Spring always sees a lot of changes. Not only are the days lasting longer and nights getting shorter, but you see changes as new life comes to our gardens and trees. These shifts also are reflected in our outlook as we reorganize and plan.
During a recent visit to the Boxx Gallery in Tieton, I talked with Michelle Wyles about changes that are going on there.
She told me they are in the process of transitioning to a 501c3 nonprofit organization. The have put together a board that includes Wyles, Mike Longyear, Jane Gutting, Christie Tirado and Betsy Bloomfield. The nonprofit will be called Friends of Boxx Gallery.
Karen Quint is stepping away as gallery director. Quint says she has “enjoyed every moment of this amazing concept with passion and perseverance.” Now she plans “to spend more time in my new studio, focusing on my own art and, when possible, visiting my faraway family.”
Said Wyles: “Karen was fantastic to grow the gallery as far as it’s come and we are so grateful. My hope is that it can mature into an organization that will fulfill its goal of the creation, exhibition and appreciation of visual arts in Tieton, providing high quality, innovative and diverse arts exhibits.”
These changes are taking place in the midst of a new exhibit featuring T.A. Harris and Marty Lovins that opened April 3.
Harris began his career as a self-trained painter. He wrote in his artist statement that he exhibited his work and “continued painting until I ran aground with the medium. To get around the block I took up photography as a fine art medium and decided to get my formal education in the medium. I was really taken with color photography as a fine art medium, which few saw or understood at that time.”
After school he moved to Seattle and took a teaching position, starting work with “an idea of a kind of still life wherein I took scavenged materials (lead, wood, plastic, canvas, paint, etc.) and shaped them into abstract tableaux. The final product was a silver gelatin or platinum print, working in parallel with my photographs. Drawing was still important, contributing an esthetic and formal underpinning to my constructions.”
Seven years ago, Harris moved from Seattle to Yakima primarily “to live more cheaply and for the sunny climate,” he says. “My main practice is now painting, in particular mixed media, wax and collage on canvas glued to panels. I also work with 3D constructions using similar materials to the flat paintings and my constructions that resulted as photographs.”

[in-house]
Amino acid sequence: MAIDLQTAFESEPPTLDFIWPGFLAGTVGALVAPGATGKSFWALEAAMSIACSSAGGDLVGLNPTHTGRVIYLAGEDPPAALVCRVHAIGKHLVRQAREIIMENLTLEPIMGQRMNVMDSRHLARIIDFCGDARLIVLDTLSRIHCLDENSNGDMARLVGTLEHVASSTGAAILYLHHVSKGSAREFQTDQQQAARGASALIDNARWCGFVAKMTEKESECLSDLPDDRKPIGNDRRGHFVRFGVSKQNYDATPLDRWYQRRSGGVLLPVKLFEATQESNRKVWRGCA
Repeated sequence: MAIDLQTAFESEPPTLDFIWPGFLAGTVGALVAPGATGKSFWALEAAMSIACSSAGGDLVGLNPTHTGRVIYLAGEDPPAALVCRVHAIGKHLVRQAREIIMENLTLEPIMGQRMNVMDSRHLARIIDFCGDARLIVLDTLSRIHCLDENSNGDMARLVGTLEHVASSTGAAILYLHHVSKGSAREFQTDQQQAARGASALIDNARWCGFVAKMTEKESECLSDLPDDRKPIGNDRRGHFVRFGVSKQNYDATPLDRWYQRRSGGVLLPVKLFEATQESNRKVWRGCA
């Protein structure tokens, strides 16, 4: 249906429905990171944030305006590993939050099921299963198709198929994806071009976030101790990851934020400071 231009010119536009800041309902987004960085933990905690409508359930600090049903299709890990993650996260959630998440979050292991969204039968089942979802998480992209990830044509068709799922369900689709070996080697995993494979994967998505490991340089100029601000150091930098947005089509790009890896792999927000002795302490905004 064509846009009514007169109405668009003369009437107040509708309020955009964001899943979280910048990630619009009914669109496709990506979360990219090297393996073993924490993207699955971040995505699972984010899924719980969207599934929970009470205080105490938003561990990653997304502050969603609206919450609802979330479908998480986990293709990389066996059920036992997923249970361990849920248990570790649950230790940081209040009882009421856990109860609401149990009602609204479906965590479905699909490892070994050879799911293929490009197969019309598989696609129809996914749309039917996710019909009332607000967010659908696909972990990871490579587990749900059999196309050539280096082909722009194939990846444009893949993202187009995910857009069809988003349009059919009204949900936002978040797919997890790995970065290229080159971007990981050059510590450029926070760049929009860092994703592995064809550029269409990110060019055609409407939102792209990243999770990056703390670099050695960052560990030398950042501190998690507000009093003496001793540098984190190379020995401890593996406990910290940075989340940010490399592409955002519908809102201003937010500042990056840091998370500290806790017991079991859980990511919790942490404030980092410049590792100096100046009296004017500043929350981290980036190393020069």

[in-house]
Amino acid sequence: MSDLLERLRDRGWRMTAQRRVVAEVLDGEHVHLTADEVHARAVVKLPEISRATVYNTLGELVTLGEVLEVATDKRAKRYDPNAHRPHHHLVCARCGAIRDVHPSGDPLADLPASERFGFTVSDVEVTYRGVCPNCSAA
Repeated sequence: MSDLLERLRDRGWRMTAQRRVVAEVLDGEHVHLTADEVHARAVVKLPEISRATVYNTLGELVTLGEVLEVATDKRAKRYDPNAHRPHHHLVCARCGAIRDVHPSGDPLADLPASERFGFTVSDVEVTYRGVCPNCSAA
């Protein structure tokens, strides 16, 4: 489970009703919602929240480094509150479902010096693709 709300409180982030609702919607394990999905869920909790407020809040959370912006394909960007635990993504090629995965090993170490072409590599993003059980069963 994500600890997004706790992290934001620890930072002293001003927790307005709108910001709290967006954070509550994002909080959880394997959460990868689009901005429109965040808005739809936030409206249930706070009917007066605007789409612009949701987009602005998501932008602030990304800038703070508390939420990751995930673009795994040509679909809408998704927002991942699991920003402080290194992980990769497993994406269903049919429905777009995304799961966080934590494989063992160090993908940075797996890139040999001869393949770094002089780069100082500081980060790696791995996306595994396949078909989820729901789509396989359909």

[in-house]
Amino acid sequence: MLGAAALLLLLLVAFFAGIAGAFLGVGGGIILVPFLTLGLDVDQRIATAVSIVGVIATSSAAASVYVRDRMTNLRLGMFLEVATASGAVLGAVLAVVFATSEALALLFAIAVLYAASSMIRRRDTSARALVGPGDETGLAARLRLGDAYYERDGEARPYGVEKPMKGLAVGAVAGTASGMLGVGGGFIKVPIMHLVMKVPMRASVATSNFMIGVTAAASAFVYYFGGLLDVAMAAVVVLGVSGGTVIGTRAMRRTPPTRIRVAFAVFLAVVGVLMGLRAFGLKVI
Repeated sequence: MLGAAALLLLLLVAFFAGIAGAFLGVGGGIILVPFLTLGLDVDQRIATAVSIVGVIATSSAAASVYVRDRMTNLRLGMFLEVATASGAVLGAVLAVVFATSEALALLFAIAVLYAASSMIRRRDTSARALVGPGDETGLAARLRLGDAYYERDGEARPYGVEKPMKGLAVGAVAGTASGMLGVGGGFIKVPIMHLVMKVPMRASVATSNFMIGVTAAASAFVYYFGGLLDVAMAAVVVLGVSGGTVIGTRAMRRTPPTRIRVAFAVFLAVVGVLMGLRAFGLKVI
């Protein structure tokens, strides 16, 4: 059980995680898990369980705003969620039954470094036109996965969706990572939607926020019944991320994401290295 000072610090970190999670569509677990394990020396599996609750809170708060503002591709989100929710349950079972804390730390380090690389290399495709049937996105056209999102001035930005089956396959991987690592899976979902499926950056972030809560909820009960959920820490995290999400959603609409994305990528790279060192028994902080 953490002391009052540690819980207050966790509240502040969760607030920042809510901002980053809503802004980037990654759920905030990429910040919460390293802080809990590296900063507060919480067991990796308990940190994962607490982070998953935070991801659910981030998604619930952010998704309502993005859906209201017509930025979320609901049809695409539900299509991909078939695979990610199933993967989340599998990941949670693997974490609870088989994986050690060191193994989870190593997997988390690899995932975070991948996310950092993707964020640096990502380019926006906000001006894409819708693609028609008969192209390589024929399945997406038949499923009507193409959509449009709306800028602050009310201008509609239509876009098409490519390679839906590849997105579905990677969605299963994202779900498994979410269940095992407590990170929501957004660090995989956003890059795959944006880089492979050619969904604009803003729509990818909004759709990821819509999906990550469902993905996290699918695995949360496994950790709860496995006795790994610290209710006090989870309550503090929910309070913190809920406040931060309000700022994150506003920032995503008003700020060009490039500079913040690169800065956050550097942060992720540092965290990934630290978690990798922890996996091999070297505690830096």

The new director, Jackie Prout, wrote about Marty Lovins: “Lovins’ assemblages in this show include those that are the result of his collaboration with his daughter, artist Terri Lovins. An exchange of ideas, design and materials over the last months helped them both to keep going and make art in a tough time.”
“Over the past 40 years following, promoting and collecting Marty Lovins’ artwork, I’ve learned a bit about how he sees the world and how his creations express the subtle mysteries and complexities around us,” Prout said. “I’m always stunned by the elegant simplicity of his design sensibility and by his awareness of the beauty in common objects, natural and man-made. Old typewriter keys, buttons, rusted metal, shiny computer chips and pins from long ago find their way into his jewelry, shields and assemblages. These seemingly random bits and pieces combine to delight and puzzle the viewer and offer us a peek into his love of history, his wit, his curiosity and awareness.”
Along with these new developments, the Boxx has also announced a call for artists for a future exhibit titled “Images of the Shrub Steppe.” This is the fifth annual incarnation of this exhibit, which features works inspired by the shrub-steppe lands of the Cowiche Canyon Conservancy. The entries will be juried by Carolyn Nelson and the deadline is July 9.
The work of T.A. Harris and Marty Lovins will be up through April 24.
• David Lynx is executive director of the Larson Gallery at Yakima Valley College. His column runs weekly in Thursday’s SCENE section. Learn more at www.larsongallery.org.